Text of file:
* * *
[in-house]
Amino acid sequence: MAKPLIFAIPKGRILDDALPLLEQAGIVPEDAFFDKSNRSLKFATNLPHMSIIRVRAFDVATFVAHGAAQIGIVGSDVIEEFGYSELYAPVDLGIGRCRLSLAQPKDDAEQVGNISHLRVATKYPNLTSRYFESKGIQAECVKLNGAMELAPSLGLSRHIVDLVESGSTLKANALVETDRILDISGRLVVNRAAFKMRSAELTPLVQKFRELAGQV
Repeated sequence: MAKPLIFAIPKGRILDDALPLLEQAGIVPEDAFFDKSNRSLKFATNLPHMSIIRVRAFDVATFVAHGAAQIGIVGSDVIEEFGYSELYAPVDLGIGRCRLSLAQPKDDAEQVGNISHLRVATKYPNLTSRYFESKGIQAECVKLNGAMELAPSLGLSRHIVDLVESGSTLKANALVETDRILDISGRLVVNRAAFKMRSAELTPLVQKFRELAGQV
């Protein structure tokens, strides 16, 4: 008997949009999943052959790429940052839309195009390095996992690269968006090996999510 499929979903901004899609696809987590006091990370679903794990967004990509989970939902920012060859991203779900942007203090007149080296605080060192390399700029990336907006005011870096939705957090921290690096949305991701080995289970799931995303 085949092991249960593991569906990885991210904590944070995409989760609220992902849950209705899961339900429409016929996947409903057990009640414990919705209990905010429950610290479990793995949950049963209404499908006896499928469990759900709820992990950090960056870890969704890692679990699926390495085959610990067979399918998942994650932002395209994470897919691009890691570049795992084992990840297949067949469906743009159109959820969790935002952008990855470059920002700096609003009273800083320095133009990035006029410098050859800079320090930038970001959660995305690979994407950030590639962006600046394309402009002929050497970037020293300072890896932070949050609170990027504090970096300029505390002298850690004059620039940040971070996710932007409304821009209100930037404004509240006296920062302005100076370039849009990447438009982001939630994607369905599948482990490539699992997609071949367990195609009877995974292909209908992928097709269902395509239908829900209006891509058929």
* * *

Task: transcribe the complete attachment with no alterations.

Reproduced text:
[in-house]
Amino acid sequence: MAKPLIFAIPKGRILDDALPLLEQAGIVPEDAFFDKSNRSLKFATNLPHMSIIRVRAFDVATFVAHGAAQIGIVGSDVIEEFGYSELYAPVDLGIGRCRLSLAQPKDDAEQVGNISHLRVATKYPNLTSRYFESKGIQAECVKLNGAMELAPSLGLSRHIVDLVESGSTLKANALVETDRILDISGRLVVNRAAFKMRSAELTPLVQKFRELAGQV
Repeated sequence: MAKPLIFAIPKGRILDDALPLLEQAGIVPEDAFFDKSNRSLKFATNLPHMSIIRVRAFDVATFVAHGAAQIGIVGSDVIEEFGYSELYAPVDLGIGRCRLSLAQPKDDAEQVGNISHLRVATKYPNLTSRYFESKGIQAECVKLNGAMELAPSLGLSRHIVDLVESGSTLKANALVETDRILDISGRLVVNRAAFKMRSAELTPLVQKFRELAGQV
């Protein structure tokens, strides 16, 4: 008997949009999943052959790429940052839309195009390095996992690269968006090996999510 499929979903901004899609696809987590006091990370679903794990967004990509989970939902920012060859991203779900942007203090007149080296605080060192390399700029990336907006005011870096939705957090921290690096949305991701080995289970799931995303 085949092991249960593991569906990885991210904590944070995409989760609220992902849950209705899961339900429409016929996947409903057990009640414990919705209990905010429950610290479990793995949950049963209404499908006896499928469990759900709820992990950090960056870890969704890692679990699926390495085959610990067979399918998942994650932002395209994470897919691009890691570049795992084992990840297949067949469906743009159109959820969790935002952008990855470059920002700096609003009273800083320095133009990035006029410098050859800079320090930038970001959660995305690979994407950030590639962006600046394309402009002929050497970037020293300072890896932070949050609170990027504090970096300029505390002298850690004059620039940040971070996710932007409304821009209100930037404004509240006296920062302005100076370039849009990447438009982001939630994607369905599948482990490539699992997609071949367990195609009877995974292909209908992928097709269902395509239908829900209006891509058929």